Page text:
As we mentioned here, here and here, California Proposition 90 is the most deceptive, destructive and potentially devastating measure on the November ballot. Billed as an effort to “stop eminent domain,” it would actually make it impossible for state and local government to take any action to constrain the unrestrained free market. The inevitable consequence of Prop 90 would be runaway gentrification that will displace all low-income people from San Francisco and other cities. For example, if Prop 90 were to pass, San Francisco’s Proposition H (a modest increase in relocation assistance for tenants in no-fault evictions) would probably be ruled unconstitutional.

In order to understand the effect of Prop 90, a distinction needs to be made between a “physical taking” and a “regulatory taking.” The federal and state constitutions both prohibit the government from taking someone’s private property for public use without just compensation. Eminent domain (where the government literally seizes your property) is a “physical taking,” and under current law the property owner must be fully compensated. But a government regulation (such as zoning laws, rent control, or historic preservation ordinances) is only a “regulatory taking” if it leaves the owner with no viable economic use for his or her property. So San Francisco and other cities can set limits on real estate developers for how tall a building they can build, whether a certain percentage of the units must be affordable, and how much parking needs to be provided – and as long as the developer can still make a decent profit, it’s constitutional.

Prop 90 amends the California Constitution to redefine a “regulatory taking.” If it passes, any new statute, ordinance or government regulation that could cause “substantial economic loss” will be classified as a taking. Take, for example, San Francisco’s Proposition H. Although rents in San Francisco for newly vacated apartments have nearly doubled in the last 10 years, the relocation assistance that landlords must pay tenants when they evict them for a “no-fault” reason has remained stagnant at $1000. Today, $1000 couldn’t get you a first month’s rent on a studio in this city, let alone the move-in costs of last month’s rent plus security deposit. In response to this crisis, Prop H would increase the relocation assistance to $4500, and provide an additional $3000 for tenants who are elderly, disabled or have children.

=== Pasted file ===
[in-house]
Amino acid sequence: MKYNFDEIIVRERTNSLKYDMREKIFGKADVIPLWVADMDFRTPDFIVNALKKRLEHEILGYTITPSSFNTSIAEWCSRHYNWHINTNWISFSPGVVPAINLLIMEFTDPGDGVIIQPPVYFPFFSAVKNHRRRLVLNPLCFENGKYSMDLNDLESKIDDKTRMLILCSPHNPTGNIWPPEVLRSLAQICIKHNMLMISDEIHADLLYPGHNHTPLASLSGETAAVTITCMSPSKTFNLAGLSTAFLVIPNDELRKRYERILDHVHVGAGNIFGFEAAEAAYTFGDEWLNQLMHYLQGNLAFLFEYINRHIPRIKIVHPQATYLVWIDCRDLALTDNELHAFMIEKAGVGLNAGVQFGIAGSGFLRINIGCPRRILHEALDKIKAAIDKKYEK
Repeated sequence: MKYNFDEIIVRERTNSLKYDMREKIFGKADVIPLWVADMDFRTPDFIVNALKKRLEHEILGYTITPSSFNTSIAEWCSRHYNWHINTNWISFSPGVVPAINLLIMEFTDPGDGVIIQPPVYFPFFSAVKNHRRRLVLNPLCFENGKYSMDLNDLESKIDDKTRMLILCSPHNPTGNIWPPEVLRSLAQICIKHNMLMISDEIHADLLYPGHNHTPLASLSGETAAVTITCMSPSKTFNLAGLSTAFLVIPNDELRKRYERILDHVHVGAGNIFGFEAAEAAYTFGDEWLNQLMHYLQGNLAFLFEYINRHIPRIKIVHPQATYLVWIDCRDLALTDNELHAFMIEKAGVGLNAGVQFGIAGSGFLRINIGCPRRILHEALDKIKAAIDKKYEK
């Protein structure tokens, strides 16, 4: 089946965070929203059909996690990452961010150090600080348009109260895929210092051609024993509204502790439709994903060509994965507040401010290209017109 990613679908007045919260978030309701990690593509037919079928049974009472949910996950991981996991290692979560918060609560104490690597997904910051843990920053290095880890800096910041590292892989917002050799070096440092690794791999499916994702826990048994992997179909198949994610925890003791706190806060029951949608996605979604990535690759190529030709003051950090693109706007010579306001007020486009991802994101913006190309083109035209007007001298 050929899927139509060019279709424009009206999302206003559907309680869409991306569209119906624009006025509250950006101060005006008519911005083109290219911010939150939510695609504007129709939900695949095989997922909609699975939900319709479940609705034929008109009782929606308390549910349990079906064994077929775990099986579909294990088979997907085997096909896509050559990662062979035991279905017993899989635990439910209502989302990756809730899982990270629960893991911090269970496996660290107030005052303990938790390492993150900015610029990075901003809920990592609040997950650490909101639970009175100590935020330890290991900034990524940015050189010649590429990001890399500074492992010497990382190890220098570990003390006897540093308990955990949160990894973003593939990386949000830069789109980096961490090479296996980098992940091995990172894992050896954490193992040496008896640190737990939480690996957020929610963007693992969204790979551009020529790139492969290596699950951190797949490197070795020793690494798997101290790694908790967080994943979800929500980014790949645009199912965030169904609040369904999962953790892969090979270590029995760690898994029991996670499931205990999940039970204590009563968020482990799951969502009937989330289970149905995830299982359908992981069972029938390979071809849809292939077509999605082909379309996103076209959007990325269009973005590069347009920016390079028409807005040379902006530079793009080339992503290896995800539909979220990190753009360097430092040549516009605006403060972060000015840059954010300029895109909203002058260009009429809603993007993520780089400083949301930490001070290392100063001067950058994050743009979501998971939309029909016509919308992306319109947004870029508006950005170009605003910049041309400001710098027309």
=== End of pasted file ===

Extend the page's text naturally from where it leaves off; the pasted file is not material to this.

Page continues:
But such an increase would be a “taking” under Prop 90. Even if a landlord could still make a profit after paying the additional relocation assistance, they could turn around and sue the City for having incurred a “substantial economic loss.” Imagine a group of real estate speculators who buy a small apartment building in San Francisco, evict the tenants for “owner move-in” and then re-sell the building at twice the purchase price. Prop 90 would ignore the fact that the owners have made an obscene profit, but would make it illegal for the tenants to receive a small increase in relocation assistance because that would be a “regulatory taking.”

Supporters of Prop 90 argue that it exempts regulations that are directly passed for “public health and safety.” But that is an extremely narrow exception that would still invalidate most regulations of private property. Most regulations are justified to promote the “general welfare,” like Proposition H, and so would probably be unconstitutional under Prop 90’s new definitions.

When you look at who’s behind Prop 90, it’s not a surprise that it’s truly the “end of government” initiative. Howie Rich, the New York Libertarian millionaire, placed Prop 90 and other similar initiatives in six states this November because he hates government regulation. A real estate investor, Howie Rich would plan to make millions throughout the country if his agenda is implemented – and the rest of the world be damned.

California can send a powerful message this November and soundly reject Prop 90. In San Francisco, we cherish our city’s most vulnerable tenants, don’t want to see them priced out of our city, and we don’t appreciate outsiders coming in to tell our local governments what we can and can’t do to protect them. For the sake of Prop H, and other sensible measures down the road, Prop 90 must be defeated.

For feedback, contact